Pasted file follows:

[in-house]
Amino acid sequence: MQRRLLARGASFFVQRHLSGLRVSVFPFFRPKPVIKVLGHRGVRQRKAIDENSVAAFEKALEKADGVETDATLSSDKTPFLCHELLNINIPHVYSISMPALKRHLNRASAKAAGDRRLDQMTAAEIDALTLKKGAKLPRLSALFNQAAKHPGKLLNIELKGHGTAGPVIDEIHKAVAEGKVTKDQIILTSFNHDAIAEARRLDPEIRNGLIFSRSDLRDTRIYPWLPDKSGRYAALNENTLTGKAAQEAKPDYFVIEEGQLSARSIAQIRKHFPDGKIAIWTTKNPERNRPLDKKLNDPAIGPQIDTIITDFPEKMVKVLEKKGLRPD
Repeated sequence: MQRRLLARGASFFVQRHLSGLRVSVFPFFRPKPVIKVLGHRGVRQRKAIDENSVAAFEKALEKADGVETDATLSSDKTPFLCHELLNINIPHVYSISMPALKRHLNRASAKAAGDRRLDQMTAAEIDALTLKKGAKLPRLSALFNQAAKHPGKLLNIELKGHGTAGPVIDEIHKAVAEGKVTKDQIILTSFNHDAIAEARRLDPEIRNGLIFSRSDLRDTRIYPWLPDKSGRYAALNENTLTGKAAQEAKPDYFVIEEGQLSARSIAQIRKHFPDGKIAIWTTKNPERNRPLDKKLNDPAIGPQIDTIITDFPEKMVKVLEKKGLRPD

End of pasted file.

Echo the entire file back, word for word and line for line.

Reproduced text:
[in-house]
Amino acid sequence: MQRRLLARGASFFVQRHLSGLRVSVFPFFRPKPVIKVLGHRGVRQRKAIDENSVAAFEKALEKADGVETDATLSSDKTPFLCHELLNINIPHVYSISMPALKRHLNRASAKAAGDRRLDQMTAAEIDALTLKKGAKLPRLSALFNQAAKHPGKLLNIELKGHGTAGPVIDEIHKAVAEGKVTKDQIILTSFNHDAIAEARRLDPEIRNGLIFSRSDLRDTRIYPWLPDKSGRYAALNENTLTGKAAQEAKPDYFVIEEGQLSARSIAQIRKHFPDGKIAIWTTKNPERNRPLDKKLNDPAIGPQIDTIITDFPEKMVKVLEKKGLRPD
Repeated sequence: MQRRLLARGASFFVQRHLSGLRVSVFPFFRPKPVIKVLGHRGVRQRKAIDENSVAAFEKALEKADGVETDATLSSDKTPFLCHELLNINIPHVYSISMPALKRHLNRASAKAAGDRRLDQMTAAEIDALTLKKGAKLPRLSALFNQAAKHPGKLLNIELKGHGTAGPVIDEIHKAVAEGKVTKDQIILTSFNHDAIAEARRLDPEIRNGLIFSRSDLRDTRIYPWLPDKSGRYAALNENTLTGKAAQEAKPDYFVIEEGQLSARSIAQIRKHFPDGKIAIWTTKNPERNRPLDKKLNDPAIGPQIDTIITDFPEKMVKVLEKKGLRPD